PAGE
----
1. Laboratoire Matière et Systèmes Complexes (MSC), CNRS-UMR 7057, Université Paris Diderot, Sorbonne Paris Cité, 10 rue Alice Domon et Léonie Duquet, F-75205 Paris Cedex 13, France
2. Plateforme Imagerie, Institut Cochin, Inserm U1016-CNRS UMR8104-Université Paris Descartes, Sorbonne Paris Cité Paris, 22 rue Méchain, 75014 Paris France
3. PARCC, Inserm U970, Paris Cardiovascular Research Center-PARCC / Université Paris-Descartes, Sorbonne Paris Cité, 56 rue Leblanc, 75015, Paris, France
4. University of Strasbourg, CNRS, Immunopathology and Therapeutic Chemistry, UPR 3572, 67000 Strasbourg, France
5. Institut Langevin, CNRS-UMR 7587, 1 place Jussieu, 75205 Paris, France.
Tumor stiffening, stemming from aberrant production and organization of extracellular matrix (ECM), has been considered a predictive marker of tumor malignancy, non-invasively assessed by ultrasound shear wave elastography (SWE). Being more than a passive marker, tumor stiffening restricts the delivery of diagnostic and therapeutic agents to the tumor and per se could modulate cellular mechano-signaling, tissue inflammation and tumor progression. Current strategies to modify the tumor extracellular matrix are based on ECM-targeting chemical agents but also showed deleterious systemic effects.
On-demand excitable nanomaterials have shown their ability to perturb the tumor microenvironment in a spatiotemporal-controlled manner and synergistically with chemotherapy. Here, we investigated the evolution of tumor stiffness as well as tumor integrity and progression, under the effect of mild hyperthermia and thermal ablation generated by light-exposed multi-walled carbon nanotubes (MWCNTs) in an epidermoid carcinoma mouse xenograft. SWE was used for real-time mapping of the tumor stiffness, both during the two near infrared irradiation sessions and over the days after the treatment. We observed a transient and reversible stiffening of the tumor tissue during laser irradiation, which was lowered at the second session of mild hyperthermia or photoablation. In contrast, over the days following photothermal treatment, the treated tumors exhibited a significant softening together with volume reduction, whereas non-treated growing tumors showed an increase of tumor rigidity. The organization of the collagen matrix and the distribution of CNTs revealed a spatio-temporal correlation between the presence of nanoheaters and the damages on collagen and cells. This study highlights nanohyperthermia as a promising adjuvant strategy to reverse tumor stiffening and normalize the mechanical tumor environment.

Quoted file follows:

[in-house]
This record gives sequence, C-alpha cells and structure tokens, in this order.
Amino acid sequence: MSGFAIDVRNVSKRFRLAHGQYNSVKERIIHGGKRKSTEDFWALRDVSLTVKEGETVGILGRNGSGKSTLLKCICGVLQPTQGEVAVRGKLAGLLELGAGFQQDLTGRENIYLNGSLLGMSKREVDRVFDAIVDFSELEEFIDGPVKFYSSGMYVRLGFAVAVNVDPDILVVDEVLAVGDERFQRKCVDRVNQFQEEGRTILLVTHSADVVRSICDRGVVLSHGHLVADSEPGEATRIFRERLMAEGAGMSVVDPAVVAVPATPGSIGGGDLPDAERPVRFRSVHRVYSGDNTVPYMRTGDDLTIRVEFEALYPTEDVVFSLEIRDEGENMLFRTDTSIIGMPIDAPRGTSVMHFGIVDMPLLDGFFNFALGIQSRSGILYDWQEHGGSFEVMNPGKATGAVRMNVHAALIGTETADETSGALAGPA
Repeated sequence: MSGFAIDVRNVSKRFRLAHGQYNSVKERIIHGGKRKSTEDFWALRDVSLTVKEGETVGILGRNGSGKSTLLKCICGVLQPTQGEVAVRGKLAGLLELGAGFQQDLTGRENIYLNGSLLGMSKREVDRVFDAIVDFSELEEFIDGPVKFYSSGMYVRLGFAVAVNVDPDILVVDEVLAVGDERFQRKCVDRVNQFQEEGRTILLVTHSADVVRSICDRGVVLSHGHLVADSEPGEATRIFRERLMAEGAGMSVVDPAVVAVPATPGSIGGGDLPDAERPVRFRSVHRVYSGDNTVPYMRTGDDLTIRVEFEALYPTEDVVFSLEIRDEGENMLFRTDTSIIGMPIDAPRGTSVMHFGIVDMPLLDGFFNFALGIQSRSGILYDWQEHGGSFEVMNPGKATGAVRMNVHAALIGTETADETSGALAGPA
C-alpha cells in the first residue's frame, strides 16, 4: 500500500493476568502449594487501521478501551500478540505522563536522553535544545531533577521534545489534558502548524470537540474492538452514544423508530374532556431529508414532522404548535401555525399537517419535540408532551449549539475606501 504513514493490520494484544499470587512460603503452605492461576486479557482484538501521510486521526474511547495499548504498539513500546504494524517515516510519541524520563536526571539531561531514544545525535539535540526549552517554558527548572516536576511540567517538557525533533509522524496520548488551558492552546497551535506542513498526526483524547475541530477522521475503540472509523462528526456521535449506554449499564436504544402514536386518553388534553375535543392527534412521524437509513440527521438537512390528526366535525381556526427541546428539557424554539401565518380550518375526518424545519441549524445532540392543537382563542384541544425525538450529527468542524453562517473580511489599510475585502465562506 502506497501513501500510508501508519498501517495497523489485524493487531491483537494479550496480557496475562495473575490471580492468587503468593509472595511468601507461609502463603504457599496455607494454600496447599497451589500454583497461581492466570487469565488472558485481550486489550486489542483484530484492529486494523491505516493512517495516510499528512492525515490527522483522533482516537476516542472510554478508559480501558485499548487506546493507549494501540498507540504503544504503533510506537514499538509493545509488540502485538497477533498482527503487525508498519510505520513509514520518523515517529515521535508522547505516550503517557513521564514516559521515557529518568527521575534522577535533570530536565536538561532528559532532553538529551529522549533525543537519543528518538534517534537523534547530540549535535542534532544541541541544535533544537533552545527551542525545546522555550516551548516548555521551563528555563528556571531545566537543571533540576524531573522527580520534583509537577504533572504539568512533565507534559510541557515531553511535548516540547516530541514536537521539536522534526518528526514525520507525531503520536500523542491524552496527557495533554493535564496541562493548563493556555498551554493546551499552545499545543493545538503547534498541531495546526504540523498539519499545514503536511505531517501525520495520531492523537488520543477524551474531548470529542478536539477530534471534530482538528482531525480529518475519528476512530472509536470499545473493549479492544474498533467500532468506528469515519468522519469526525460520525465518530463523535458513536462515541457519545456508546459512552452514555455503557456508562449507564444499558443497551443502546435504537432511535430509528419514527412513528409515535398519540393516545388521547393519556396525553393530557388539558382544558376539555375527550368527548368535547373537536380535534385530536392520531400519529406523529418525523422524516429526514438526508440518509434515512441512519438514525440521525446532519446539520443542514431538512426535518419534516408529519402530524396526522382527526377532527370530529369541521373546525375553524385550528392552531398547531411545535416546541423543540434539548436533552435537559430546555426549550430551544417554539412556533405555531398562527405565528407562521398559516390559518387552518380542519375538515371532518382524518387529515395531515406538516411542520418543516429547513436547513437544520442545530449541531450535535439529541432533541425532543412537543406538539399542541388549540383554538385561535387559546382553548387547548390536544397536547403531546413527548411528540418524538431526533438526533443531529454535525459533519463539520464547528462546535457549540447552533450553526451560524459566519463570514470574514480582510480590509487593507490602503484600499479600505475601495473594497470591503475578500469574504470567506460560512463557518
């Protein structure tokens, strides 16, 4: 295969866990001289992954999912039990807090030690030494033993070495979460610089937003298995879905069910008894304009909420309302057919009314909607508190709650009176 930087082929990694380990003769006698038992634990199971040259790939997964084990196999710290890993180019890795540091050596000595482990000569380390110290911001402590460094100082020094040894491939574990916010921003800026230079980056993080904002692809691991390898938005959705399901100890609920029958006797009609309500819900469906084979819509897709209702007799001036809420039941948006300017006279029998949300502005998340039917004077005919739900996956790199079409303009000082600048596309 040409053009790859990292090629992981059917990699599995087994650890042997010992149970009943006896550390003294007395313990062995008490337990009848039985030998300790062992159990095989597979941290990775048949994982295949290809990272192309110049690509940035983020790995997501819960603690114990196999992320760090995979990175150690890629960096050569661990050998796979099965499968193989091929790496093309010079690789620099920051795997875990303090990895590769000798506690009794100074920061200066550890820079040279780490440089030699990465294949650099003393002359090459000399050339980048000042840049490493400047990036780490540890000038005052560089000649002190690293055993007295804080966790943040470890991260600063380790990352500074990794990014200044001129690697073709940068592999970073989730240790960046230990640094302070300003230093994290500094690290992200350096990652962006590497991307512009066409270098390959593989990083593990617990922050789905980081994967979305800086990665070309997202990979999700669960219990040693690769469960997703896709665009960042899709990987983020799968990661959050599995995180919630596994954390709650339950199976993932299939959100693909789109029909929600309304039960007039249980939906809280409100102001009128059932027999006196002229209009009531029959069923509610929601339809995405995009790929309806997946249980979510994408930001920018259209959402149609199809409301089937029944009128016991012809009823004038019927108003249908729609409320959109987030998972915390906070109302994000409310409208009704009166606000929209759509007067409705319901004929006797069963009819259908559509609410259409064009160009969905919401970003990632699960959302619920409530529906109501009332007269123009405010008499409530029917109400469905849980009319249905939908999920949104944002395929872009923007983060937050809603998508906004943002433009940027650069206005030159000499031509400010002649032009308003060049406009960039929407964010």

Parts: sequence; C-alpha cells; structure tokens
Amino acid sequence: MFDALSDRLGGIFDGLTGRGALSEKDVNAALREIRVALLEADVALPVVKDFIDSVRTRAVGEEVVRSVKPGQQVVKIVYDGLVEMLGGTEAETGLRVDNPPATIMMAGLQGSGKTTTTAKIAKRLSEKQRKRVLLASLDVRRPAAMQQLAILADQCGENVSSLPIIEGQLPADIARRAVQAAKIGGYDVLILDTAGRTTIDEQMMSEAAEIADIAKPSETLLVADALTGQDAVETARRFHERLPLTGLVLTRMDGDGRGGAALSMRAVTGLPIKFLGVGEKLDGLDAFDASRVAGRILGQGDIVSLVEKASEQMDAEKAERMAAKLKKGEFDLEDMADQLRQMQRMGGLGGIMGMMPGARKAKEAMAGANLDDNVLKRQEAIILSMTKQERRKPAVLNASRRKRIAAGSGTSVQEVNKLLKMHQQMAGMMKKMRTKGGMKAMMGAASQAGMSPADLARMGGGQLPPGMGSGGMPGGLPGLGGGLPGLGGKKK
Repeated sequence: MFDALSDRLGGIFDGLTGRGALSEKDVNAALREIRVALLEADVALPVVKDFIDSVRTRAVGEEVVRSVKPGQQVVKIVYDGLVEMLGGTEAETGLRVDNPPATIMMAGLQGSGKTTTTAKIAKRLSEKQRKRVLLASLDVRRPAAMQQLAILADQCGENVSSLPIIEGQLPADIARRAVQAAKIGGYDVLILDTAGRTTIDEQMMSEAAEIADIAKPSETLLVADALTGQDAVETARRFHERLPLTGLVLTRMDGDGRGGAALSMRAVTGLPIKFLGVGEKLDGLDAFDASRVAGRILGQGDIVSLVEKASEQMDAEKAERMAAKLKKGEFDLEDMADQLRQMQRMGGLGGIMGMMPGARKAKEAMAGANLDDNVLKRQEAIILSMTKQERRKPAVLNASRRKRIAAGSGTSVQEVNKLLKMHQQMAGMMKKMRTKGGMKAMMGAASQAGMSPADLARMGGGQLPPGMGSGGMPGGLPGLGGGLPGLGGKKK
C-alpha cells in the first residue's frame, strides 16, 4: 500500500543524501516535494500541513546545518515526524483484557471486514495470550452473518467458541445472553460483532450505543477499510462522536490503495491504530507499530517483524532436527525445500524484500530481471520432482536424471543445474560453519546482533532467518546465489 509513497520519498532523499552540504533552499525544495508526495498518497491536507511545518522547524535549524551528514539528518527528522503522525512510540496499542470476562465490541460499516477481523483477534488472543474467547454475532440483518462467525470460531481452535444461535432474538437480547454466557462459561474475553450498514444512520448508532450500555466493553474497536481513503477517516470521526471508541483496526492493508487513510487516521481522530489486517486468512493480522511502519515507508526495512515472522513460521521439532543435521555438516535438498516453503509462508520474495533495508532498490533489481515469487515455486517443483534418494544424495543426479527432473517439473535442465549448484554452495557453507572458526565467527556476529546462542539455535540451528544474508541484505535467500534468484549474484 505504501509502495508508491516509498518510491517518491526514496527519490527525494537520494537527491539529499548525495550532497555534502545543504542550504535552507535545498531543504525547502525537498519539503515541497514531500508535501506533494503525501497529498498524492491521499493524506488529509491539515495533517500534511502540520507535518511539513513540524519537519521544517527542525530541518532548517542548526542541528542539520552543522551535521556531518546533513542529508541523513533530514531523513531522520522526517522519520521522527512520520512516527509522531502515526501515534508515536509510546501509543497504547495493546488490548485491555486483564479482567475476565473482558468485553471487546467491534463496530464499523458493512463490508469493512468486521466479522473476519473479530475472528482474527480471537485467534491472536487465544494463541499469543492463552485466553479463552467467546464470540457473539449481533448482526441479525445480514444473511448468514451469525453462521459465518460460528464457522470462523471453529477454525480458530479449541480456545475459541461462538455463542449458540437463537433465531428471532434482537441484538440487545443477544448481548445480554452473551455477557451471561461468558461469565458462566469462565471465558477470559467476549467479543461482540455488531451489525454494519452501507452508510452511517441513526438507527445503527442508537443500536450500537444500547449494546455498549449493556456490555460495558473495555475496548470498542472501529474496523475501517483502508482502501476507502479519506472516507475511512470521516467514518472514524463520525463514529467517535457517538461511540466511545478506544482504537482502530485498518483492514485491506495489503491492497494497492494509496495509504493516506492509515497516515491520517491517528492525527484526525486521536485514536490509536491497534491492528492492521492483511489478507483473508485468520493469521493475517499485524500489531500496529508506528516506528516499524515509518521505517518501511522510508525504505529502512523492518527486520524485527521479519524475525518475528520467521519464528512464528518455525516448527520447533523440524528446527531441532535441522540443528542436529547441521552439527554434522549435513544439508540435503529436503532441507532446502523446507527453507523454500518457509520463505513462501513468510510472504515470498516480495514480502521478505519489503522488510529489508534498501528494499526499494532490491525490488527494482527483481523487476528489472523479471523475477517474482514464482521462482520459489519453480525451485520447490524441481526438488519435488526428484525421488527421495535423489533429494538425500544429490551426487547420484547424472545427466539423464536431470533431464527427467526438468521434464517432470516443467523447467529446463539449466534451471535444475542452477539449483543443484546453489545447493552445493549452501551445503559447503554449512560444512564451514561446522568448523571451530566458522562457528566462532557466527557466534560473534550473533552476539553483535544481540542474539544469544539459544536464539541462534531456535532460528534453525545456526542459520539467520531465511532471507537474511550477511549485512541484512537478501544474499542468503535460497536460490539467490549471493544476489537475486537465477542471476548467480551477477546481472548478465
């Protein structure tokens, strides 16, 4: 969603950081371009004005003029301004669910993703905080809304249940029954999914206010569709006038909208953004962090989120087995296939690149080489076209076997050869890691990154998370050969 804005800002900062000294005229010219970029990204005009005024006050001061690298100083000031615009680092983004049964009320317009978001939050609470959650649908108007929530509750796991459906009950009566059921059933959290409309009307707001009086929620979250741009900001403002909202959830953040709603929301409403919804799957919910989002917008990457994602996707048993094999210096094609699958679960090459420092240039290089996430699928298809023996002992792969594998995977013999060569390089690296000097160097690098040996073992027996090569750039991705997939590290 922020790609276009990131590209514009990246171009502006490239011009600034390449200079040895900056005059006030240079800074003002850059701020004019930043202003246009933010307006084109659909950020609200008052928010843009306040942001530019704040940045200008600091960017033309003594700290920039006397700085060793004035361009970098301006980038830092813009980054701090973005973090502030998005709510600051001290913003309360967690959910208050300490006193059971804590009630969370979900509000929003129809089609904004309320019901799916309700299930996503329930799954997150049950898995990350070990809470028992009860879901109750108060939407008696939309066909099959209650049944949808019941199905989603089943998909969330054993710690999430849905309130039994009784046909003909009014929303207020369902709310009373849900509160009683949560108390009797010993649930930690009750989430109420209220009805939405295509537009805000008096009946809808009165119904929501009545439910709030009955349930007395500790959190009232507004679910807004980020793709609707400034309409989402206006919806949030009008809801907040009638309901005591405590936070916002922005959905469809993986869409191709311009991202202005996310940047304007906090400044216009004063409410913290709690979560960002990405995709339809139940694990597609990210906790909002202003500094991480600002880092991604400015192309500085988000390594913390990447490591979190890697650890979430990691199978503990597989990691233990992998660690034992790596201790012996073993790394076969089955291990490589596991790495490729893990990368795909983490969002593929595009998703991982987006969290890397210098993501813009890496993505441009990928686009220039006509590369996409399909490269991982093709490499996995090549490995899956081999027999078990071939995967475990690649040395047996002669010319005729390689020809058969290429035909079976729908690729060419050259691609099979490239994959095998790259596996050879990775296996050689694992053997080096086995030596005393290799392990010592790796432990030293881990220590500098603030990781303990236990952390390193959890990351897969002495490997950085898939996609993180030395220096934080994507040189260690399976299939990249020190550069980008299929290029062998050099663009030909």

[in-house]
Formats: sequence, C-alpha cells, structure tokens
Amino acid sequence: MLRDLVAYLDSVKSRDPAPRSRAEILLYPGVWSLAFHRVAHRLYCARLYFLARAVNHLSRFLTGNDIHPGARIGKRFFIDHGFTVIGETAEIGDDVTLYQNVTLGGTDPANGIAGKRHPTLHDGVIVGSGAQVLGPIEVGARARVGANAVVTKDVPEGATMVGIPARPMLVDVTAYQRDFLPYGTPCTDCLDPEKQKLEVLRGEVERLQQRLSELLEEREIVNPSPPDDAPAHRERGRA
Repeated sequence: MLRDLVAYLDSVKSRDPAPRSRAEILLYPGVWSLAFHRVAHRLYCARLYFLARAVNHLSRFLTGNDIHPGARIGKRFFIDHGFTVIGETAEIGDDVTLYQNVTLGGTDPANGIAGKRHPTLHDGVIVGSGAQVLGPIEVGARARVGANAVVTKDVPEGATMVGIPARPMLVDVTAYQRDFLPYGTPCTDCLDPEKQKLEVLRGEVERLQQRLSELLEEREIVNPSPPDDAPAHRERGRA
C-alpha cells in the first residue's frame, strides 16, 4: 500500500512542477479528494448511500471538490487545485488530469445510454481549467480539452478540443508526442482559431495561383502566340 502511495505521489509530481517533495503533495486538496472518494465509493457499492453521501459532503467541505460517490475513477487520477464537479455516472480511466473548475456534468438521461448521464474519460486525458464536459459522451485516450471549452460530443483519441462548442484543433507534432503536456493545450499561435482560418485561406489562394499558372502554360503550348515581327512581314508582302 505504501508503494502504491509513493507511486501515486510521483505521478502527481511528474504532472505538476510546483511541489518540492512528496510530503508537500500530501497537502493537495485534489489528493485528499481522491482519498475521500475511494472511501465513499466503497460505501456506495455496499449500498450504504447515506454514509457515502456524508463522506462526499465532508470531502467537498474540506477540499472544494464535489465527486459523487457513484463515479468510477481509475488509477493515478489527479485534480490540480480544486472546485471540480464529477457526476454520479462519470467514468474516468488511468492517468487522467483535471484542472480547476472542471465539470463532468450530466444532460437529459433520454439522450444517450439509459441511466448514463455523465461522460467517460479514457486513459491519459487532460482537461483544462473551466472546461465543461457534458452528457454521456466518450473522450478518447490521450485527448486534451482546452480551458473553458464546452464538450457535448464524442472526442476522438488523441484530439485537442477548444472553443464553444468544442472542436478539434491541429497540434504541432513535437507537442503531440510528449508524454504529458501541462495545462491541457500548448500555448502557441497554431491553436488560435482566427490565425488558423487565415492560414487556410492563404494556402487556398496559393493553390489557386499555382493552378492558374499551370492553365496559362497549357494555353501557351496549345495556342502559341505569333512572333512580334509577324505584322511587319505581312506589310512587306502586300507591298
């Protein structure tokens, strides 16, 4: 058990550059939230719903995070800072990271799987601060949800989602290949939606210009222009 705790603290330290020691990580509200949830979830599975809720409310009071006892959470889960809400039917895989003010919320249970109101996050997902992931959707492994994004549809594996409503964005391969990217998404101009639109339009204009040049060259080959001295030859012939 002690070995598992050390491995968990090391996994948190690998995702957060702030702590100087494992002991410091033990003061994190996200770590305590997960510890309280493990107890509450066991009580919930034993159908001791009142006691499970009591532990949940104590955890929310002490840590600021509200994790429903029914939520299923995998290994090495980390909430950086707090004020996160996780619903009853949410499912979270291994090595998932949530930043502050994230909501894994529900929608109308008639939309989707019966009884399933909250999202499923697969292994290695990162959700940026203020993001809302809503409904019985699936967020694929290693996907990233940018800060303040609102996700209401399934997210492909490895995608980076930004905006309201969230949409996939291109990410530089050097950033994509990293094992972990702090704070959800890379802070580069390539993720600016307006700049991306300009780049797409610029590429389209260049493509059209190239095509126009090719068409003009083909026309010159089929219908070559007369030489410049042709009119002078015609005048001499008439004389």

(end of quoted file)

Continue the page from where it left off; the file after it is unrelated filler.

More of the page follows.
Keywords: photothermal therapy, carbon nanotubes, cancer, elastography, tumor microenvironment.